We now also know when the show will air on local Santa Cruz cable. If you’re interested in helping it get aired in a different community, let me know. Here are the initial Santa Cruz show times:

+    Sat    05/21/11    03:00 PM    Channel 27/73
+    Fri    05/20/11    08:30 PM    Channel 27/73
+    Thu    05/19/11    06:30 PM    Channel 27/73
+    Tue    05/17/11    01:00 PM    Channel 27/73
+    Mon    05/16/11    09:00 PM    Channel 27/73

Future episodes feature Nikko Locastro, GreGory Barby, Jon Baldwin, Shasta Criss, and a bunch of other local and Pro players. Enjoy!

A Discmasters teaser plus, uh, "Gourd Disc Golf’

Masters Cup 2009: after 56 holes

First of all, we’re down to the last 28 holes. One more round, and so far no aspect of the tourney has been a disappointment. The weather continues to warm (if anything it’s been too warm), with wind a non-factor today. The course – despite the gorgeous conditions – isn’t giving up outrageously low scores (less than 20 percent of the Open division is under par). And the final round features a top group of Greg Barsby, Nate Doss, Nikko Locastro, and Ken Climo, all either -12 or -11. Within striking distance are Josh Anton, Kyle Crabtree, Stevie Rico, John Child, and Dave Feldberg.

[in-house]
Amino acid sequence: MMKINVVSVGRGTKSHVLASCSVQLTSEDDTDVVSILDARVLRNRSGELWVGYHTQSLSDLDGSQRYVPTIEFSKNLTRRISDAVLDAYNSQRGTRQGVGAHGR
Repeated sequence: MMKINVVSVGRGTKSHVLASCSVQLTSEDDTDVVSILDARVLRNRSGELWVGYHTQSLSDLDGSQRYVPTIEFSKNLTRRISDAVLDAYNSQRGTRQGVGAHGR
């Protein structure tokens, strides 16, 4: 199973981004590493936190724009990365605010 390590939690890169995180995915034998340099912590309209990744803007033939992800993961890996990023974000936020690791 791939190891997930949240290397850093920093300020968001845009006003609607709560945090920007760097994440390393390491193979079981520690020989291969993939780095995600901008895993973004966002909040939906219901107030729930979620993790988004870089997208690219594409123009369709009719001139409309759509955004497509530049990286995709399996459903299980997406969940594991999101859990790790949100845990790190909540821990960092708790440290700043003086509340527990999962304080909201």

I’t be great to see Nate Finally win on the course where he grew up, but more than anything I’m looking forward to a close finish no matter who wins. Now on to what really matters. Me! : )
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I’m at +6, tied for 8th in the Masters division (35 players), 12 strokes outta the lead.

I can play better, but with only three birdies and nine single bogeys I’m at least sticking to the gameplan and not giving strokes away. Not too many, anyway. What’s hurt me more than anything else is not birdying the three shorts holes on the course (8a, 17, and 21) except for one on 21. But all in all, considering the game I’ve showed up with Friday and Today, +6 ain’t too bad. I’ve hit every putt inside 30 feet except one, so now all I have to do is get a few of those looks for birdie rather than par! Now it’s time for a hot tub, another beer, sleep . . . then 28 more holes.